The poet holds a magnifying glass and a pen – reflecting the world around him.

There is scarcely a townland in all of Ulster which has not been touched by poet’s pen or singer’s tongue. This vibrant culture has been passed down over countless generations, forging a relationship between people and place.

Armagh is home to world famous writers including Paul Muldoon and John O’Connor as well as many those who spent time in the city such as John Montague, who attended school in Armagh, and W.R. Rodgers who was a Presbyterian minister in Loughgall.

Seamus Heaney was inspired by the myths, legends & history of Armagh as well as by the Armagh Rhymers and Mummers traditions as featured in his book “Room to Rhyme”.

Dean Johnathon Swift was a frequent visitor to Armagh City as well, worshipping at St Patrick’s Church of Ireland Cathedral. Today, the atmospheric Armagh Robinson Library, hosts some wonderful treasures from his time in the city.

One of our most celebrated writers, John Hewitt, is still a vital part of Armagh’s literary culture with the John Hewitt Society  continuing to promote literature, arts and culture inspired by the ideals and ideas of the poet and the celebrated John Hewitt International Summer School of Literature & Arts, which is held annually in July in The Market Place Theatre & Arts Centre.

Today, Armagh is still home to a vibrant culture of writing with many published authors in the region including Byddi Lee, Réamonn Ó Ciaráin, Daragh Carville, and Chairman of the Armagh Rhymers, John McAllister.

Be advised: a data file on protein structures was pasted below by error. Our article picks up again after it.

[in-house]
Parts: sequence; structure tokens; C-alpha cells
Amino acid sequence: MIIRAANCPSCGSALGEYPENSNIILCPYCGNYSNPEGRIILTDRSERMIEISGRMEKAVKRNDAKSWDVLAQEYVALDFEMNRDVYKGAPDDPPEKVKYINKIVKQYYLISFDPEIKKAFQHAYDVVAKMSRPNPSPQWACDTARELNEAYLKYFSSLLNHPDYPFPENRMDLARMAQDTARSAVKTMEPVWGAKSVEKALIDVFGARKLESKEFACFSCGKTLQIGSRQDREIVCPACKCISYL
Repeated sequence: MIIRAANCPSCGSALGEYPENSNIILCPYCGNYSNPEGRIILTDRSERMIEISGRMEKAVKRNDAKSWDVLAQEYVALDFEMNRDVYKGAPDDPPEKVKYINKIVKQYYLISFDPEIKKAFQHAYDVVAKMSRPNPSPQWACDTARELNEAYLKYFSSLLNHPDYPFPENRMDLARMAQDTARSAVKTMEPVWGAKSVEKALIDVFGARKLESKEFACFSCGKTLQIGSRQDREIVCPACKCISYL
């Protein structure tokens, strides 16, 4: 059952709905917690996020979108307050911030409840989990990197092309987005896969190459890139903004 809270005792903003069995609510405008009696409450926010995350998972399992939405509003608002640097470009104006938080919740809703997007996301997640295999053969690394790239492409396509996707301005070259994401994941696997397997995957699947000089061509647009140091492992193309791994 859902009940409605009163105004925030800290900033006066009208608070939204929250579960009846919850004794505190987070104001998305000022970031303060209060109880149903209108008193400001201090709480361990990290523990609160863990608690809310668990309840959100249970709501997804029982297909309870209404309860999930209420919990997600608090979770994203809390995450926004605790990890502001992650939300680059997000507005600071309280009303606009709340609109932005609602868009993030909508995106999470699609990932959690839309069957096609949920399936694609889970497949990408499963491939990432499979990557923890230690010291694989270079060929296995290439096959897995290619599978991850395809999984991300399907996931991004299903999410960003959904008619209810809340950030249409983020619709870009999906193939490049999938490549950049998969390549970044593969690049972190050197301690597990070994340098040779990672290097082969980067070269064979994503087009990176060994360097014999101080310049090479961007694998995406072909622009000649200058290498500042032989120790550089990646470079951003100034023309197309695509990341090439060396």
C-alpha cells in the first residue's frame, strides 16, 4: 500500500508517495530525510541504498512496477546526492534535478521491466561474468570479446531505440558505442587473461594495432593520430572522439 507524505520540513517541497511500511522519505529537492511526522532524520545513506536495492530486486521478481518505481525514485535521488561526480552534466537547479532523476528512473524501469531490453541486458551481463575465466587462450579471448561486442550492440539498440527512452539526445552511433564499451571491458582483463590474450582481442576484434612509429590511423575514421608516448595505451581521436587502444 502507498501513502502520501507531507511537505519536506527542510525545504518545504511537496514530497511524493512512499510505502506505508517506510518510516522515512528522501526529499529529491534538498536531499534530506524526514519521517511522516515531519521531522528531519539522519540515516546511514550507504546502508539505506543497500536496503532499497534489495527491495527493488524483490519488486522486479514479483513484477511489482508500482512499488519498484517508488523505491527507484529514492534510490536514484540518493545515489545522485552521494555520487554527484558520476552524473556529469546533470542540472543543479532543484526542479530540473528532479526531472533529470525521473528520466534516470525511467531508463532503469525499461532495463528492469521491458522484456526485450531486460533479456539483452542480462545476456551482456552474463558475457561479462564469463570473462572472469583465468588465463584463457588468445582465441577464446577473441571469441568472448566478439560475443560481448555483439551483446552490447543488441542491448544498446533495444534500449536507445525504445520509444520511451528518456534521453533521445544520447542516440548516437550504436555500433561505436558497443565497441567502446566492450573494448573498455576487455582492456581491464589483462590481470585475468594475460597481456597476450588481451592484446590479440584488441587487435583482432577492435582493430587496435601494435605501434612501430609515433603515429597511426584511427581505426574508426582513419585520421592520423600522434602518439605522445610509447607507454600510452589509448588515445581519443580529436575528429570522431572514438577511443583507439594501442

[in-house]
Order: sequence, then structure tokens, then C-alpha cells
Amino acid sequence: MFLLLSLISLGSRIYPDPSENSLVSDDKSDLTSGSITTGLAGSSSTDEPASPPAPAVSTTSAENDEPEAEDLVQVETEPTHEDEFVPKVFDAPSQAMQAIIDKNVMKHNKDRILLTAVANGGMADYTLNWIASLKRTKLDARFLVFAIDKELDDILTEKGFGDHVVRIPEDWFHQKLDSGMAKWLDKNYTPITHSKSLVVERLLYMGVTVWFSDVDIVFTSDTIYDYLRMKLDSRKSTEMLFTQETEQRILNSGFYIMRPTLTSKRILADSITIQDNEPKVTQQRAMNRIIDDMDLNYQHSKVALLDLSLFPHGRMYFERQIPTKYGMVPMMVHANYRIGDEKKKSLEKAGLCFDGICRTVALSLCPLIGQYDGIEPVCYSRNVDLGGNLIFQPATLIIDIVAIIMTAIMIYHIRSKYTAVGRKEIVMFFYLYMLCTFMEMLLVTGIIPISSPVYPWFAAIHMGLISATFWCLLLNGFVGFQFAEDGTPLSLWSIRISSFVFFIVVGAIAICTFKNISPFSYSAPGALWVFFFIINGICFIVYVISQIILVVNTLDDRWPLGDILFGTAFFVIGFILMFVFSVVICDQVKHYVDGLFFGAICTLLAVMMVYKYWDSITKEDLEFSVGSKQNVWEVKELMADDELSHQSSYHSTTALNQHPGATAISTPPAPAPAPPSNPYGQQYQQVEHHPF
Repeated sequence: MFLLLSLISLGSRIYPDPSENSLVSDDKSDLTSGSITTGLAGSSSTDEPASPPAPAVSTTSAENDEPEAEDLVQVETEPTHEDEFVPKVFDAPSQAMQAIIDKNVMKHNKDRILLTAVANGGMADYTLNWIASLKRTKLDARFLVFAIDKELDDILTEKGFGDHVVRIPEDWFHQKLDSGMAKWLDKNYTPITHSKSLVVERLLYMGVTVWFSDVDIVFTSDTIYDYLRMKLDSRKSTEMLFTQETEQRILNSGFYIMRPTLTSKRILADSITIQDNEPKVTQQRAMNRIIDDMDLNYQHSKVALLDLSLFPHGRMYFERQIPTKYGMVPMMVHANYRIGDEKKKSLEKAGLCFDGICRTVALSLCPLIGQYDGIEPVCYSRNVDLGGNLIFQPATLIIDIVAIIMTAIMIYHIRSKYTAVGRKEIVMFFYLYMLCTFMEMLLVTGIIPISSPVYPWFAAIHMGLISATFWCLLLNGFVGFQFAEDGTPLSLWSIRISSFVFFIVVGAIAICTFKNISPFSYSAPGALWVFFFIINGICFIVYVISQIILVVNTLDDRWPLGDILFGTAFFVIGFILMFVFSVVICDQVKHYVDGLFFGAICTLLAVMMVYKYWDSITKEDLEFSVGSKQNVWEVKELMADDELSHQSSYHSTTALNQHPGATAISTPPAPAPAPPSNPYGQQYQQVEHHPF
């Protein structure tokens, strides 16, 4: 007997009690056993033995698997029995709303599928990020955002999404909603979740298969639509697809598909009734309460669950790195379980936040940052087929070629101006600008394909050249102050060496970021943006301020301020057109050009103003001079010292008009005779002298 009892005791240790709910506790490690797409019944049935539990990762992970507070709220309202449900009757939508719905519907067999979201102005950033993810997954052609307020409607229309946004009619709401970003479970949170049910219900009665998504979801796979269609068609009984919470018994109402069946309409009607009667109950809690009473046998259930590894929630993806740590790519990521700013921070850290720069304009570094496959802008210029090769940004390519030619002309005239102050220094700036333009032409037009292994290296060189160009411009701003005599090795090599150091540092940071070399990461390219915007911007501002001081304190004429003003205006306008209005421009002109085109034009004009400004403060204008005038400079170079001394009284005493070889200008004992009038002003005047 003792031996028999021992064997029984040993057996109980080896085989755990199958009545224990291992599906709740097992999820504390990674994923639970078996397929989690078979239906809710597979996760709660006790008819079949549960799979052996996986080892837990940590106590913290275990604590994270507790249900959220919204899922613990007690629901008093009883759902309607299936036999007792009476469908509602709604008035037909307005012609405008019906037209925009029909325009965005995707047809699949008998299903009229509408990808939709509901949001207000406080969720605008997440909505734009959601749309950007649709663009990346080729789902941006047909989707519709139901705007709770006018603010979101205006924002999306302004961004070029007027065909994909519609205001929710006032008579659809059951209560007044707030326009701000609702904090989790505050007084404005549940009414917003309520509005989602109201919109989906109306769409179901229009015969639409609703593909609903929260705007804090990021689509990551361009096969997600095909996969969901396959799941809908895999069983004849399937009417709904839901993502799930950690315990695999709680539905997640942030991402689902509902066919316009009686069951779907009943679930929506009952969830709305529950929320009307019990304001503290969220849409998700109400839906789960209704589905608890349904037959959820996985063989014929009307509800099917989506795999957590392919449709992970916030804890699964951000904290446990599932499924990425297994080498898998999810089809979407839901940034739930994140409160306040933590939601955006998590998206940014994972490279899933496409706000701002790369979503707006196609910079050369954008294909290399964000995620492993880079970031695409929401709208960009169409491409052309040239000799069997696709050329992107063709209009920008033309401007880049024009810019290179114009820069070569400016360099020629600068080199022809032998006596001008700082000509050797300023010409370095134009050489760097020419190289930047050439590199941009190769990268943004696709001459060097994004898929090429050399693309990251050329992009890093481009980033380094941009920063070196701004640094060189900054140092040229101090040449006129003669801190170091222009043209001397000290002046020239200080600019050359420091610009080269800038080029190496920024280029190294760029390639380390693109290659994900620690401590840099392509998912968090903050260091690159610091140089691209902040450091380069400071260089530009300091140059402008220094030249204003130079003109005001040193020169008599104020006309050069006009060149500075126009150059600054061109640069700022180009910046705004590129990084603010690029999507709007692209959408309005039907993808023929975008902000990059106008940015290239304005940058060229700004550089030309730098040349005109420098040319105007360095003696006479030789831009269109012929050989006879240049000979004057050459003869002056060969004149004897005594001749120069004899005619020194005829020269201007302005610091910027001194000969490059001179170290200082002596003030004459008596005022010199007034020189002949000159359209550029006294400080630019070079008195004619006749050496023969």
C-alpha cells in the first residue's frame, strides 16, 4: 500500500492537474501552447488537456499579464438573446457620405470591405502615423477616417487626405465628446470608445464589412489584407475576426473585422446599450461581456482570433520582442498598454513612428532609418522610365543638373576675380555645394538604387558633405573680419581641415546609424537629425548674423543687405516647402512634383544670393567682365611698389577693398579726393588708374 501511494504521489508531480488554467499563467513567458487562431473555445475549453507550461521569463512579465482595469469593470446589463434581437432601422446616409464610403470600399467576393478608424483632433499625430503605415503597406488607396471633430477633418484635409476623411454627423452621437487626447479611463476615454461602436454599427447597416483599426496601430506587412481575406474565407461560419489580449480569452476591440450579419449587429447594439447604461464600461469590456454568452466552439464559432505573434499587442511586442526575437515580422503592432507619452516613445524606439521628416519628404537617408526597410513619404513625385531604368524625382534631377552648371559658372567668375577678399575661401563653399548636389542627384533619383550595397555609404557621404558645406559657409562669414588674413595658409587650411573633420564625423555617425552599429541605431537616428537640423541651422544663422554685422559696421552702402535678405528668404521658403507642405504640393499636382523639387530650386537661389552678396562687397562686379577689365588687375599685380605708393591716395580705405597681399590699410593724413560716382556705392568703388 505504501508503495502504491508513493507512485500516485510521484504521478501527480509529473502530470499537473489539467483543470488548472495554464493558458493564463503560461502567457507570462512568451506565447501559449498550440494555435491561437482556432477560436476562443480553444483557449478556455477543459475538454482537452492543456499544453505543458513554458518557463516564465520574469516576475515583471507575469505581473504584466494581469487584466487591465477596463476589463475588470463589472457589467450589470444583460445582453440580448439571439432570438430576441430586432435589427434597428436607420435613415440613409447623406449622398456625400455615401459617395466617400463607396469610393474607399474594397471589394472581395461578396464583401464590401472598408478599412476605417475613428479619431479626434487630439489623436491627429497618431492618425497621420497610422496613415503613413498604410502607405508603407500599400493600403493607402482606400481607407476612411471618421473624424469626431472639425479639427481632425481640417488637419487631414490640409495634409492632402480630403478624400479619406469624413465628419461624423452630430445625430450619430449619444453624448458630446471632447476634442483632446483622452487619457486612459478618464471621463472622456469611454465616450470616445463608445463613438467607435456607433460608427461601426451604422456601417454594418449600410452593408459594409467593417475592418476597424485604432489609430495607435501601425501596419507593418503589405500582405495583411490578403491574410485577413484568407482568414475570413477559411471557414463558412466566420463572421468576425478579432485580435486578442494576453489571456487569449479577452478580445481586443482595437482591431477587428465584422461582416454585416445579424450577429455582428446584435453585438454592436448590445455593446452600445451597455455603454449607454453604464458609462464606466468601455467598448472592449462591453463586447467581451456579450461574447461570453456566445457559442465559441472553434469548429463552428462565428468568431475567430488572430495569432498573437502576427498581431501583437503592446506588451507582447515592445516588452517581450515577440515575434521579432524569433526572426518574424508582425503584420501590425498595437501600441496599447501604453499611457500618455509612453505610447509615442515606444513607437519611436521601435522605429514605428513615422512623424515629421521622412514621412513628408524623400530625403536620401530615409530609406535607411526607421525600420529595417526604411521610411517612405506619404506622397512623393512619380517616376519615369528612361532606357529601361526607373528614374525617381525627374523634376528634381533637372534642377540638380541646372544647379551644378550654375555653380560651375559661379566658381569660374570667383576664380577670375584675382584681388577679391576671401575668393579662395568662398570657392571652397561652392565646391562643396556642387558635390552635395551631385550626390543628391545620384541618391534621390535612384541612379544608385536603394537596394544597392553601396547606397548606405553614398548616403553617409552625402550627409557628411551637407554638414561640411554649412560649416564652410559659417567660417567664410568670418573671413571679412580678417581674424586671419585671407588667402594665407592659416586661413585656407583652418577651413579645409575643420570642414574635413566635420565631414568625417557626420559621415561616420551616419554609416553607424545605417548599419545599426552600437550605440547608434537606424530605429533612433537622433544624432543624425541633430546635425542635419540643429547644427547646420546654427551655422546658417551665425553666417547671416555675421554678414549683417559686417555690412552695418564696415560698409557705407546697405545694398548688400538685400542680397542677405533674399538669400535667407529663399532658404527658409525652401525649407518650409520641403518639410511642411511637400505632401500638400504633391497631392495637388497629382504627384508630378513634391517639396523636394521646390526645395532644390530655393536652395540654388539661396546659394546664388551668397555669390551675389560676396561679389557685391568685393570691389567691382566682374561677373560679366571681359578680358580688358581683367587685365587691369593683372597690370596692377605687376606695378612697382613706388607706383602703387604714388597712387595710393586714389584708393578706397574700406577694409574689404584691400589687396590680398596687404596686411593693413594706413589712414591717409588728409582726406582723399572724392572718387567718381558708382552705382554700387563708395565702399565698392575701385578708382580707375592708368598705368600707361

Many of Armagh’s festivals incorporate literary events, and some are entirely based around writing. There are regular events for writers, like Flash Fiction Armagh, which has been instrumental in building a vibrant writing community amongst writers from Armagh, connecting them with writers from the wider local area and as far afield as France and the USA.

Promoting Armagh as a place where writing happens, Flash Fiction Armagh provides a platform for writers to experience immediate audience reaction to their work – a valuable resource for those who sit all day in a room by themselves writing.

It has helped writers form connections with their readers, with each other, and with other writing professionals such as editors and publishers. Buoyed by the confidence gained during their experience with Flash Fiction Armagh, many of the participants have gone on to find success in publishing and spoken word art on a broader scale such as Sue Divin and Cathy Carson.

CLICK HERE to book an Armagh Rhymers performance for your event.